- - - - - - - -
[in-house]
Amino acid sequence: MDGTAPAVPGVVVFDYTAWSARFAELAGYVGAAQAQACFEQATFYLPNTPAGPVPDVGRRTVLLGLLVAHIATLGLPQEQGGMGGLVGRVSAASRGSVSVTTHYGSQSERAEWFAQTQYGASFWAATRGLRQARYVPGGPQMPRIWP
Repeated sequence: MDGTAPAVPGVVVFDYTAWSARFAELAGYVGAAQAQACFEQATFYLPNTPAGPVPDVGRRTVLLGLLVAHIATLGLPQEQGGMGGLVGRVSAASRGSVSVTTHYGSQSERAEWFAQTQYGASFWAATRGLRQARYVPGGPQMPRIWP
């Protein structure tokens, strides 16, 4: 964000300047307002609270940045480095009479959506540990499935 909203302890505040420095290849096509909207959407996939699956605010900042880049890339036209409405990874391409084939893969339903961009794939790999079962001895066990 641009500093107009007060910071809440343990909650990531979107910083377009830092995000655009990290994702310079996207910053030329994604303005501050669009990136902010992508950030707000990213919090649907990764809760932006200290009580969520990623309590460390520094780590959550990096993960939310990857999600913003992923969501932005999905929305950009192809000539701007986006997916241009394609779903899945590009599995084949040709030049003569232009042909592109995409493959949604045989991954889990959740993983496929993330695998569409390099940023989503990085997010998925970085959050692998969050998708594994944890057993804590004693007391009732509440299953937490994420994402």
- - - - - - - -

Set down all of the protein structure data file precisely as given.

[in-house]
Amino acid sequence: MDGTAPAVPGVVVFDYTAWSARFAELAGYVGAAQAQACFEQATFYLPNTPAGPVPDVGRRTVLLGLLVAHIATLGLPQEQGGMGGLVGRVSAASRGSVSVTTHYGSQSERAEWFAQTQYGASFWAATRGLRQARYVPGGPQMPRIWP
Repeated sequence: MDGTAPAVPGVVVFDYTAWSARFAELAGYVGAAQAQACFEQATFYLPNTPAGPVPDVGRRTVLLGLLVAHIATLGLPQEQGGMGGLVGRVSAASRGSVSVTTHYGSQSERAEWFAQTQYGASFWAATRGLRQARYVPGGPQMPRIWP
């Protein structure tokens, strides 16, 4: 964000300047307002609270940045480095009479959506540990499935 909203302890505040420095290849096509909207959407996939699956605010900042880049890339036209409405990874391409084939893969339903961009794939790999079962001895066990 641009500093107009007060910071809440343990909650990531979107910083377009830092995000655009990290994702310079996207910053030329994604303005501050669009990136902010992508950030707000990213919090649907990764809760932006200290009580969520990623309590460390520094780590959550990096993960939310990857999600913003992923969501932005999905929305950009192809000539701007986006997916241009394609779903899945590009599995084949040709030049003569232009042909592109995409493959949604045989991954889990959740993983496929993330695998569409390099940023989503990085997010998925970085959050692998969050998708594994944890057993804590004693007391009732509440299953937490994420994402």